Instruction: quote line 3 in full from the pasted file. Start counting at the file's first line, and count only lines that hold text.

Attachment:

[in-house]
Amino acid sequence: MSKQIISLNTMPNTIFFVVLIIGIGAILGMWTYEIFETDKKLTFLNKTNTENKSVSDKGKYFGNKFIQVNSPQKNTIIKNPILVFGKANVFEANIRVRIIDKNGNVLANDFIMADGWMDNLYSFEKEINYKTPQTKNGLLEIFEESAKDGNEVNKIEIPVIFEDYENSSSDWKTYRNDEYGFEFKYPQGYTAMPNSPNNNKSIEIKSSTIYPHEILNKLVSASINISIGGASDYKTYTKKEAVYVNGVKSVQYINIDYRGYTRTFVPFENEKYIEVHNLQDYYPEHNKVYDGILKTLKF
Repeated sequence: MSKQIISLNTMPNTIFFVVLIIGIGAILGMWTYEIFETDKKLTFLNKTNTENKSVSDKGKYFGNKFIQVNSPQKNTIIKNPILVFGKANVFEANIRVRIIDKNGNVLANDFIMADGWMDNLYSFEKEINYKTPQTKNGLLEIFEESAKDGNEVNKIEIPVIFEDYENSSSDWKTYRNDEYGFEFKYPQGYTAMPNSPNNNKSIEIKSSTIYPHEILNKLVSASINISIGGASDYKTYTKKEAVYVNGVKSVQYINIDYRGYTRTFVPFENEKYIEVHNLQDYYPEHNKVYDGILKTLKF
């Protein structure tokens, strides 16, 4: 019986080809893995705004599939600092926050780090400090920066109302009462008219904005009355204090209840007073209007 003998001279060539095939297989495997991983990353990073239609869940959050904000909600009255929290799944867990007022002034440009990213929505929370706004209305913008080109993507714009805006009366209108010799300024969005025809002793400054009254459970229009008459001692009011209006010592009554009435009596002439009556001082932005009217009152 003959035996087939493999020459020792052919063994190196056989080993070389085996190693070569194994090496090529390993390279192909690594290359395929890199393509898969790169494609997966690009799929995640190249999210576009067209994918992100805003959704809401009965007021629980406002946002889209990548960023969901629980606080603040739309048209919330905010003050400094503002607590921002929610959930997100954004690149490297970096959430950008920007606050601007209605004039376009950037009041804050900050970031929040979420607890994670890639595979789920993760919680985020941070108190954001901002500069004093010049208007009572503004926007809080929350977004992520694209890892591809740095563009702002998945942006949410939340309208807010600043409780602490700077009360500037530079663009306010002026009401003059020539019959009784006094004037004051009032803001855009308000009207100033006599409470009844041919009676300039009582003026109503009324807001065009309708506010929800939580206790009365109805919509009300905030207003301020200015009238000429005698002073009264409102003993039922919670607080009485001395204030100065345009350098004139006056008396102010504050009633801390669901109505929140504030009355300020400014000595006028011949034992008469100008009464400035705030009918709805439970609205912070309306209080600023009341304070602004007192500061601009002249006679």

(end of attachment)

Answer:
Repeated sequence: MSKQIISLNTMPNTIFFVVLIIGIGAILGMWTYEIFETDKKLTFLNKTNTENKSVSDKGKYFGNKFIQVNSPQKNTIIKNPILVFGKANVFEANIRVRIIDKNGNVLANDFIMADGWMDNLYSFEKEINYKTPQTKNGLLEIFEESAKDGNEVNKIEIPVIFEDYENSSSDWKTYRNDEYGFEFKYPQGYTAMPNSPNNNKSIEIKSSTIYPHEILNKLVSASINISIGGASDYKTYTKKEAVYVNGVKSVQYINIDYRGYTRTFVPFENEKYIEVHNLQDYYPEHNKVYDGILKTLKF